A Transnational Generation: Franco-Maghribi Youth Culture and Musical Politics in the Late Twentieth Century

  • Paul A. Silverstein
Part of the The Palgrave Macmillan Transnational History Series book series (PMSTH)


The cultural predicament of late-twentieth century France was perhaps best illustrated in Matthieu Kassovitz’s controversial 1995 film La Haine (Hate, 1995), a neorealist fiction that follows a day in the life of a trio of multiracial youth from a housing project on the urban periphery (la banlieue) of Paris in the aftermath of an anti-police demonstration. In one particularly poignant scene, a resident deejay — the iconic Cut Killer playing himself — performs a live mash-up of the American rapper KRS-One’s ‘Sound of Da Police’ (1993), local hip hop sensation Suprême NTM’s ‘Police’ (1993), and Edith Piaf’s ‘Non, Je Ne Regrette Rien’ (1960).1 The juxtaposition of seemingly incompatible musical genres (chanson and gangsta rap) in Cut Killer’s composition underlines the film’s portrayal of a hybrid, urban, postcolonial France marked by both violent clashes and unexpected solidarities — everyday and strategic transnational encounters across the divides of race, class, space, religion, gender, and generation. Piaf, NTM, and Boogie Down Productions trace out a soundtrack of parallel struggles for economic equality and social justice occurring across several decades on opposite sides of the Atlantic, and indeed the Mediterranean — a connection reinforced by the film’s opening credits montage which overlays Bob Marley and the Wailers’ iconic 1973 anthem ‘Burnin’ and Lootin” over archival footage from 1980s and 1990s street battles between multiracial youth and the French police.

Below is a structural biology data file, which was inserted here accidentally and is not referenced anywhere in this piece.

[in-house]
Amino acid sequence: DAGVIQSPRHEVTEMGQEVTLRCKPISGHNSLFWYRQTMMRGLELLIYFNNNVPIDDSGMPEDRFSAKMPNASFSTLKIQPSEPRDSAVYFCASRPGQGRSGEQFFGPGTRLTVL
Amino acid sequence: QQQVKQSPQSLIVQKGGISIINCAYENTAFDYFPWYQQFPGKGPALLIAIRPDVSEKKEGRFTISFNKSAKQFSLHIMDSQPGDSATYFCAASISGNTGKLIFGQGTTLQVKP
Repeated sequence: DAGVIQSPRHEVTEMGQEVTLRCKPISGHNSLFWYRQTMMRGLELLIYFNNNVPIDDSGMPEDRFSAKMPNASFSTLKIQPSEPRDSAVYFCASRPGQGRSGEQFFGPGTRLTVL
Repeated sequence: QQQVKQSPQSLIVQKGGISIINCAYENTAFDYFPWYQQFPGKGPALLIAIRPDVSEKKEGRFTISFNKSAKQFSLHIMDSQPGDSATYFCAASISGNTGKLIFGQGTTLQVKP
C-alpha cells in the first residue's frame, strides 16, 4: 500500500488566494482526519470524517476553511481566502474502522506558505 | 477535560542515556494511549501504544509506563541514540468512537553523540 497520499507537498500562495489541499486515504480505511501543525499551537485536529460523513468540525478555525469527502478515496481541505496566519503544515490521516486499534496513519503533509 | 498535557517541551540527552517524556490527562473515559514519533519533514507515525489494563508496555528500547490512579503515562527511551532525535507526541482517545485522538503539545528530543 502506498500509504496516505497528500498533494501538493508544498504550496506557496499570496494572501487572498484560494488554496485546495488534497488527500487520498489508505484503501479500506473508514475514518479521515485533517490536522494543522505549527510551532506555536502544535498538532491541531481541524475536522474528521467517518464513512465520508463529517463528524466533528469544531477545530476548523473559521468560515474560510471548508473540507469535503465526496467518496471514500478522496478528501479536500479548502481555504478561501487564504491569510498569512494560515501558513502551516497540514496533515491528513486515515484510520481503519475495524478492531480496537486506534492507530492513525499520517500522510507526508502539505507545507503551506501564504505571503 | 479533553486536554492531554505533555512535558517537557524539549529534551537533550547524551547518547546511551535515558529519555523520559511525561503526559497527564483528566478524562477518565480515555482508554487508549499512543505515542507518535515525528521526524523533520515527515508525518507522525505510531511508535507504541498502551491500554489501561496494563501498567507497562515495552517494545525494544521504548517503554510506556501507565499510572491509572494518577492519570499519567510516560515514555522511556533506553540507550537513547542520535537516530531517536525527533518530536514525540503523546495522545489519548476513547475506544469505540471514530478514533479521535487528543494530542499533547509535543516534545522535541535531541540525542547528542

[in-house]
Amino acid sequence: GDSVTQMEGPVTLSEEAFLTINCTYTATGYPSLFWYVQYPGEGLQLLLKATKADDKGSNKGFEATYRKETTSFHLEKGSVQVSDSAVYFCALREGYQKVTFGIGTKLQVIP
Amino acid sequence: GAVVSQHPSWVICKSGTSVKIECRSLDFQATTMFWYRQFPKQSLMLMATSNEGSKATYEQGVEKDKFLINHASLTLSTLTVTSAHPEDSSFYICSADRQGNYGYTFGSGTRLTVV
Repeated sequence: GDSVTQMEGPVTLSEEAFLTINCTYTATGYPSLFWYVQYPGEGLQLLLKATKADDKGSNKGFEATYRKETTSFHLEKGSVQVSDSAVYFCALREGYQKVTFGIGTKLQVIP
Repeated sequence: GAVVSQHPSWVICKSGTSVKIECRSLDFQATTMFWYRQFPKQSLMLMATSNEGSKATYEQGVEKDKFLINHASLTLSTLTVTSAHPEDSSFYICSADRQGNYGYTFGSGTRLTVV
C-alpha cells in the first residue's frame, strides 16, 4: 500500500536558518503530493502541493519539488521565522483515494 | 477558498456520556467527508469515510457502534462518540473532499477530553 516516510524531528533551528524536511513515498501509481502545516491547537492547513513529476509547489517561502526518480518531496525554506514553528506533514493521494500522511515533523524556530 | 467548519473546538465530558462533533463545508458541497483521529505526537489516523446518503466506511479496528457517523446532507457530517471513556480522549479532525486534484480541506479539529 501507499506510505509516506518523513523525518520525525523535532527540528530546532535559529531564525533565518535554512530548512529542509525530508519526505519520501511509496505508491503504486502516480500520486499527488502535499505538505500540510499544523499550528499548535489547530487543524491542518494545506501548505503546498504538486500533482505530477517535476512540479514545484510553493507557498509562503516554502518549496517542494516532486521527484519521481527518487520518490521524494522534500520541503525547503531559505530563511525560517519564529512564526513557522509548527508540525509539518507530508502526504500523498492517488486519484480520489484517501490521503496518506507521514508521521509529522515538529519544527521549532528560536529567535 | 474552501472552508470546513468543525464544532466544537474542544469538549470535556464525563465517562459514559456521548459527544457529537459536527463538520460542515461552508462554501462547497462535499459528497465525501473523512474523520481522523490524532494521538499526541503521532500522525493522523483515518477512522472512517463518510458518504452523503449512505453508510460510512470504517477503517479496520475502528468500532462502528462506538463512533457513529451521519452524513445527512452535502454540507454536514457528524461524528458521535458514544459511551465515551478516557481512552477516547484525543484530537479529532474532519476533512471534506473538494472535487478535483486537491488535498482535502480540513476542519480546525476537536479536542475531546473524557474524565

Housing Project Moral Panic Popular Music Musical Genre Youth Culture 
These keywords were added by machine and not by the authors. This process is experimental and the keywords may be updated as the learning algorithm improves.


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